Virtualization has changed the way data centers are built. Modern data centers utilize physical servers and hardware as hypervisors to run virtual machines. Virtualizing these functions enhances flexibility, cost-effectiveness, and improve the scalability of the data center. VMware is a leader in the virtualization platform market space. It allows for multiple virtual machines to run on a single physical machine.

One of the most important elements of each data center, including virtualized ones, is the network. Companies that require large or complex network configurations prefer using software-defined networking (SDN).

SDN or Software-defined-networking is an architecture to make networks agile and flexible. It improves network control by equipping companies and service providers with the ability to rapidly respond and adapt to changing technical requirements. It’s a dynamic technology in the world of virtualization.


In the virtualization market space, VMware is one of the biggest names, offering a wide range of products connected to their virtual workstation, network virtualization, and security platform. VMware NSX has two variants of the product called NSX-V and NSX-T.

In this article, we explore VMware NSX and examine some differences between VMware NSX-V and VMware NSX-T.

nsx data centers

What is NSX?

NSX refers to a specialized software-defined networking solution offered by VMware. Its main function is to provide virtualized networking to its users. NSX Manager is the centralized component of NSX, which is used for the management of networks. NSX also provides essential security measures to ensure that the virtualization process is safe and secure.

Businesses seeing the scale and complexity of their networks growing rapidly will need greater power invested in visibility and management. Modernization can be achieved in the implementation of a top-grade data center SDN solution with agile controls. SDN empowers this vision by centralizing and automating management and control.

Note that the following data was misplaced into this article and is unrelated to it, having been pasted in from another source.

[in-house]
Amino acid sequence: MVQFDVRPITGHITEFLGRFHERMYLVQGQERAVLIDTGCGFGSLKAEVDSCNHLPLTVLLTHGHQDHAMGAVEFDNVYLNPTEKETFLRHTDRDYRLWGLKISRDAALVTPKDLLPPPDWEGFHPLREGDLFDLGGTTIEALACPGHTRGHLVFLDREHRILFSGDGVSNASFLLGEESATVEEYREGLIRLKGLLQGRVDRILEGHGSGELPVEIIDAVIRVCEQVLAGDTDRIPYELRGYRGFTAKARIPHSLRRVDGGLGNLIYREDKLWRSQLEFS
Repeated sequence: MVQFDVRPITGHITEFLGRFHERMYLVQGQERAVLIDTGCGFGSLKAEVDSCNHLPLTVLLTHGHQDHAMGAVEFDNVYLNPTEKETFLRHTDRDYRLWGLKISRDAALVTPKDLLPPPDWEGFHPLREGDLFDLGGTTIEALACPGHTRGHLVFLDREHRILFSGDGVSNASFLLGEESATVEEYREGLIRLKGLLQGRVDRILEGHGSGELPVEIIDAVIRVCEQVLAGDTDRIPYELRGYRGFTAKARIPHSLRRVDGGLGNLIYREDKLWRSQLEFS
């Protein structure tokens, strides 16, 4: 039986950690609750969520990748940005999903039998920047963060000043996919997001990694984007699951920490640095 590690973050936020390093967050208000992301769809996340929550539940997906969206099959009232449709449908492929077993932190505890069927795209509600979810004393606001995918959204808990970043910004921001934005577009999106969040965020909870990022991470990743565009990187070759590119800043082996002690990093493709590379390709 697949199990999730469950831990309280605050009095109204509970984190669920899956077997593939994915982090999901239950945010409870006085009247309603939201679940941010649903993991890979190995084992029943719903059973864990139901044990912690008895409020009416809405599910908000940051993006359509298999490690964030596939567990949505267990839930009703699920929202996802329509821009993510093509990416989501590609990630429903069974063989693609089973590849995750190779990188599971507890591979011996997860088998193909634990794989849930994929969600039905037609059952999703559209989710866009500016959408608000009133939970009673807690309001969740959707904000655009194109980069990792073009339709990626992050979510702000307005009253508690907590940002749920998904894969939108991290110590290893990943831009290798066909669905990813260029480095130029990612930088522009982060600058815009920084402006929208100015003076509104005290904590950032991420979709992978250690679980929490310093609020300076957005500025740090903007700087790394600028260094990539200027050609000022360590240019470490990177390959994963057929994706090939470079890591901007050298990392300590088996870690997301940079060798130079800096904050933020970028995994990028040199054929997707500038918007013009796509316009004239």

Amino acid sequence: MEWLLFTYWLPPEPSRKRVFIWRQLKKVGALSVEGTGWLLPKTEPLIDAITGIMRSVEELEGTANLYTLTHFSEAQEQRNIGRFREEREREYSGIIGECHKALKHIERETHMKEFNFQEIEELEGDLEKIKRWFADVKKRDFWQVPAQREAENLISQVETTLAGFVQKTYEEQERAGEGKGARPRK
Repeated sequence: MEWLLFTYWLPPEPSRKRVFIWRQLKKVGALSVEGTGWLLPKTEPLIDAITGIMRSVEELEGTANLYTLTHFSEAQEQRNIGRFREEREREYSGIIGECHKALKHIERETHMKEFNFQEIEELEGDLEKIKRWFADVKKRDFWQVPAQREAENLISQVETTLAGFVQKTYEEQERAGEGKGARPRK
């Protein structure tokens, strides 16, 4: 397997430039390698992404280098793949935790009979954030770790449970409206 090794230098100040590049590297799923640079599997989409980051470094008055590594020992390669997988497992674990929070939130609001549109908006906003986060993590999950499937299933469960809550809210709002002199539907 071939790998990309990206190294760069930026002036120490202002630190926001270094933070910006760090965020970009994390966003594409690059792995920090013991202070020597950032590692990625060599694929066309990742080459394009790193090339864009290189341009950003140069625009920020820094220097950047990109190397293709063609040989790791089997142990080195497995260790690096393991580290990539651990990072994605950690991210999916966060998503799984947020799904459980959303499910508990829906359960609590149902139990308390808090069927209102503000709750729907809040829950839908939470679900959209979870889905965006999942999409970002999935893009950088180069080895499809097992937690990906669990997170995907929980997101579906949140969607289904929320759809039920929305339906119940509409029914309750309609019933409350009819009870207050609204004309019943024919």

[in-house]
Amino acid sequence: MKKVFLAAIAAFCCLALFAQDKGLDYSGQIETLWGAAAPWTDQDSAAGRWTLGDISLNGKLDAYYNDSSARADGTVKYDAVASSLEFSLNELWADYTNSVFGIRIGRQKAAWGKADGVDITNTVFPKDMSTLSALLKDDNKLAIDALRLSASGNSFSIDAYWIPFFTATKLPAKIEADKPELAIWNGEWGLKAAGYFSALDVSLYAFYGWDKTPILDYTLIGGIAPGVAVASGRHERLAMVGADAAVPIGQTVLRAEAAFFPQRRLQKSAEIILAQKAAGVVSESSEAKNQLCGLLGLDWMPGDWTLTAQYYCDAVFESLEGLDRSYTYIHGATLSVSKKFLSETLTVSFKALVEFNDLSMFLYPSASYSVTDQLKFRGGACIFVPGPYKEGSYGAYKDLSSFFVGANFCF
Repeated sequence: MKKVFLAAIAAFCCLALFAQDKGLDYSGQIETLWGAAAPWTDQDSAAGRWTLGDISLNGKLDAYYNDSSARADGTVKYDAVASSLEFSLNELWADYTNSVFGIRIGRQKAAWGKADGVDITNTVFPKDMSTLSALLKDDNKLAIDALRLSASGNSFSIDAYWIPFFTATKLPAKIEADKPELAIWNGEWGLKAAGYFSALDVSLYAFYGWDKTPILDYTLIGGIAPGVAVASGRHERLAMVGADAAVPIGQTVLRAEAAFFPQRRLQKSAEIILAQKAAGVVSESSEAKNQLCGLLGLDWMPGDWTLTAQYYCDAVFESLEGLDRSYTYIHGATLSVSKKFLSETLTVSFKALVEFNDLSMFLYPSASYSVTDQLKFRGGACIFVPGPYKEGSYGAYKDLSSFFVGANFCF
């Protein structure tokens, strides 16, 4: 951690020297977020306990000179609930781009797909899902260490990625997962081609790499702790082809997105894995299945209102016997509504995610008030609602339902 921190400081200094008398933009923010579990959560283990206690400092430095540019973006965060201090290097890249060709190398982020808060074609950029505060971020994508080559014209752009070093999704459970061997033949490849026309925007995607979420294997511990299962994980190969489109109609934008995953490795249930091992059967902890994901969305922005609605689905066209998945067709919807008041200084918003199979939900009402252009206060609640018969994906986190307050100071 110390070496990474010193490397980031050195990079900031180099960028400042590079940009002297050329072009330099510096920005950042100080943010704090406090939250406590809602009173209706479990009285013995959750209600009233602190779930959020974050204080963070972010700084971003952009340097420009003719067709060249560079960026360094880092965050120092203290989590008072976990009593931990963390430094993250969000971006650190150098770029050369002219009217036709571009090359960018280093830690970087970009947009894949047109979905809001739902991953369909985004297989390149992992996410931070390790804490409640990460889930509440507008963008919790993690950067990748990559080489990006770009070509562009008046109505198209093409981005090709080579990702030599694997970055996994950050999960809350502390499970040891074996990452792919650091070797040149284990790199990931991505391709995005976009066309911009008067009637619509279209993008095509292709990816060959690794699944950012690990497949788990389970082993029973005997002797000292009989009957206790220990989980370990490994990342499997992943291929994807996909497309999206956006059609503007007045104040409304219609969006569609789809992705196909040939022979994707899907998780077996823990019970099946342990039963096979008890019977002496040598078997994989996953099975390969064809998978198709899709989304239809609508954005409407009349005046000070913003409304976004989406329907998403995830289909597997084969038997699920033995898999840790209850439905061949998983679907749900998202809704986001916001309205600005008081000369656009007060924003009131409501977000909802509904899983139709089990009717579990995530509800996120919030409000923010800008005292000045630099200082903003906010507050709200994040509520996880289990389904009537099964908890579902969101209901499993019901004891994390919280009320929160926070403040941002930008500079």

What is NSX-T?

NSX-T by VMware offers an agile software-defined infrastructure for building cloud-native application environments. It aims to provide automation, simplicity in operations, networking and security.

NSX-T supports multiple clouds, multi-hypervisor environments, and bare-metal workloads. It also supports cloud-native applications. NSX-T supports network virtualization stack for OpenStack, Kubernetes, KVM, and Docker as well as AWS native workloads. It can be deployed without a vCenter Server, and it’s adopted for heterogeneous compute systems. NSX-T is considered the future of VMware.

What is NSX-V?

NSX-V architecture features deployment reconfiguration, rapid provisioning, and destruction of the on-demand virtual networks. It integrates with VMware vSphere and is specific to hypervisor environments. Such design utilizes the vSphere distributed switch, allowing a single virtual switch to connect multiple hosts in a cluster.

NSX explained

NSX Components